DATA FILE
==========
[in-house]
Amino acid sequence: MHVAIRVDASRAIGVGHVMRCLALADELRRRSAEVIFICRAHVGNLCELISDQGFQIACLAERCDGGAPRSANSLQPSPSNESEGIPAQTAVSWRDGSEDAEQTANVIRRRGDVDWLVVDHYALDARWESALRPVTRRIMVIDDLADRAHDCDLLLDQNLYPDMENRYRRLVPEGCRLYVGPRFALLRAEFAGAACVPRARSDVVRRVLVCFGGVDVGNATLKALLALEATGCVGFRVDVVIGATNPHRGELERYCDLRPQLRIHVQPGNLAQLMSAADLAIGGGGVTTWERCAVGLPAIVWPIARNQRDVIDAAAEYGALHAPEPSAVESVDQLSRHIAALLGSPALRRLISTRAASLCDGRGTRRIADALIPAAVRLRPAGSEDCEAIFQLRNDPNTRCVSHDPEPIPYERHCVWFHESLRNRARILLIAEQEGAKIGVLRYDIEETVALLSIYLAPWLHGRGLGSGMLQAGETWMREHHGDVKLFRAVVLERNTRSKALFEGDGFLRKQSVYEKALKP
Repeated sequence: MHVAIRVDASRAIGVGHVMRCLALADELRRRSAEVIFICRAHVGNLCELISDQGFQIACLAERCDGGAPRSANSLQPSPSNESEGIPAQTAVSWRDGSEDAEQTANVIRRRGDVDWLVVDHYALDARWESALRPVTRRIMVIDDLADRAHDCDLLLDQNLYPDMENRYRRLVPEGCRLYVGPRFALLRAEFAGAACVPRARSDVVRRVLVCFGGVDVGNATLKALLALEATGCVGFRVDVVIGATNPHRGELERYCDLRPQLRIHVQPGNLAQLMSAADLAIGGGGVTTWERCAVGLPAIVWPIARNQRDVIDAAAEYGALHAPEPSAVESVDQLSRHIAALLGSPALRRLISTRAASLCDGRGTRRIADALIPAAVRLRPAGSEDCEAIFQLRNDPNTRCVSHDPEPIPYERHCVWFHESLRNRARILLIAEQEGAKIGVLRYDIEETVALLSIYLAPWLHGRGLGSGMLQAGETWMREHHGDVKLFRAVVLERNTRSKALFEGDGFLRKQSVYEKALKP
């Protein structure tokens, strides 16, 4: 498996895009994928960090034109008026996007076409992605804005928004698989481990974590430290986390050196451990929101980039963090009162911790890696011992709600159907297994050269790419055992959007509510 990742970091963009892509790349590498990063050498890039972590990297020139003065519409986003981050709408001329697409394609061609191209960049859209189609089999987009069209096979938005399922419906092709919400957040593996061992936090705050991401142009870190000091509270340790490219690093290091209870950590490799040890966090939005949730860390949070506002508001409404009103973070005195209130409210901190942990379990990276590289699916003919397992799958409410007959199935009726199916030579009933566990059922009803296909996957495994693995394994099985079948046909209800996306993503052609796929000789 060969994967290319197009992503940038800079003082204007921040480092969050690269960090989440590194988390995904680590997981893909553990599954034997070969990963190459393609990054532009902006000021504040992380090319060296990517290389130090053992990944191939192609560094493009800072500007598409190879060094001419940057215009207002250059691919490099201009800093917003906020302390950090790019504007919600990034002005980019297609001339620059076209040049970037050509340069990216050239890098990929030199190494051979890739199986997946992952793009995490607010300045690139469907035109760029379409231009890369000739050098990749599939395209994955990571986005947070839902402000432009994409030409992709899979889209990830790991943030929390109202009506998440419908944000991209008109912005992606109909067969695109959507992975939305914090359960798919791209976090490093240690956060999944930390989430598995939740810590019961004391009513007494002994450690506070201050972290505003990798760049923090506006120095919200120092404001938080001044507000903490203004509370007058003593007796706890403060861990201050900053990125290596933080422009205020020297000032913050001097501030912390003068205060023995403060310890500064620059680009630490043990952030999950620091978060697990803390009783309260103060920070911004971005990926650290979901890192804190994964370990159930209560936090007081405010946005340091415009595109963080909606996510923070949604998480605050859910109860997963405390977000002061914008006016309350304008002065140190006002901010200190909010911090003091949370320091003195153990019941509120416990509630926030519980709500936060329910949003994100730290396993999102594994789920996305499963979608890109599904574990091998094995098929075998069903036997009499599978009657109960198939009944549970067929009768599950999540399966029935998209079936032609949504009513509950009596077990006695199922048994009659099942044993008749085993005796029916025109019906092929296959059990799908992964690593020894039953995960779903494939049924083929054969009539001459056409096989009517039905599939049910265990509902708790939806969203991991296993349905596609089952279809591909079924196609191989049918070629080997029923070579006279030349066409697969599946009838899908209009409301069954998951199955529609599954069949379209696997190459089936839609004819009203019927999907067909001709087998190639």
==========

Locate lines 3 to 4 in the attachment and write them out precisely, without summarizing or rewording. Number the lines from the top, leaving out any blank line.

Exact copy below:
Repeated sequence: MHVAIRVDASRAIGVGHVMRCLALADELRRRSAEVIFICRAHVGNLCELISDQGFQIACLAERCDGGAPRSANSLQPSPSNESEGIPAQTAVSWRDGSEDAEQTANVIRRRGDVDWLVVDHYALDARWESALRPVTRRIMVIDDLADRAHDCDLLLDQNLYPDMENRYRRLVPEGCRLYVGPRFALLRAEFAGAACVPRARSDVVRRVLVCFGGVDVGNATLKALLALEATGCVGFRVDVVIGATNPHRGELERYCDLRPQLRIHVQPGNLAQLMSAADLAIGGGGVTTWERCAVGLPAIVWPIARNQRDVIDAAAEYGALHAPEPSAVESVDQLSRHIAALLGSPALRRLISTRAASLCDGRGTRRIADALIPAAVRLRPAGSEDCEAIFQLRNDPNTRCVSHDPEPIPYERHCVWFHESLRNRARILLIAEQEGAKIGVLRYDIEETVALLSIYLAPWLHGRGLGSGMLQAGETWMREHHGDVKLFRAVVLERNTRSKALFEGDGFLRKQSVYEKALKP
């Protein structure tokens, strides 16, 4: 498996895009994928960090034109008026996007076409992605804005928004698989481990974590430290986390050196451990929101980039963090009162911790890696011992709600159907297994050269790419055992959007509510 990742970091963009892509790349590498990063050498890039972590990297020139003065519409986003981050709408001329697409394609061609191209960049859209189609089999987009069209096979938005399922419906092709919400957040593996061992936090705050991401142009870190000091509270340790490219690093290091209870950590490799040890966090939005949730860390949070506002508001409404009103973070005195209130409210901190942990379990990276590289699916003919397992799958409410007959199935009726199916030579009933566990059922009803296909996957495994693995394994099985079948046909209800996306993503052609796929000789 060969994967290319197009992503940038800079003082204007921040480092969050690269960090989440590194988390995904680590997981893909553990599954034997070969990963190459393609990054532009902006000021504040992380090319060296990517290389130090053992990944191939192609560094493009800072500007598409190879060094001419940057215009207002250059691919490099201009800093917003906020302390950090790019504007919600990034002005980019297609001339620059076209040049970037050509340069990216050239890098990929030199190494051979890739199986997946992952793009995490607010300045690139469907035109760029379409231009890369000739050098990749599939395209994955990571986005947070839902402000432009994409030409992709899979889209990830790991943030929390109202009506998440419908944000991209008109912005992606109909067969695109959507992975939305914090359960798919791209976090490093240690956060999944930390989430598995939740810590019961004391009513007494002994450690506070201050972290505003990798760049923090506006120095919200120092404001938080001044507000903490203004509370007058003593007796706890403060861990201050900053990125290596933080422009205020020297000032913050001097501030912390003068205060023995403060310890500064620059680009630490043990952030999950620091978060697990803390009783309260103060920070911004971005990926650290979901890192804190994964370990159930209560936090007081405010946005340091415009595109963080909606996510923070949604998480605050859910109860997963405390977000002061914008006016309350304008002065140190006002901010200190909010911090003091949370320091003195153990019941509120416990509630926030519980709500936060329910949003994100730290396993999102594994789920996305499963979608890109599904574990091998094995098929075998069903036997009499599978009657109960198939009944549970067929009768599950999540399966029935998209079936032609949504009513509950009596077990006695199922048994009659099942044993008749085993005796029916025109019906092929296959059990799908992964690593020894039953995960779903494939049924083929054969009539001459056409096989009517039905599939049910265990509902708790939806969203991991296993349905596609089952279809591909079924196609191989049918070629080997029923070579006279030349066409697969599946009838899908209009409301069954998951199955529609599954069949379209696997190459089936839609004819009203019927999907067909001709087998190639």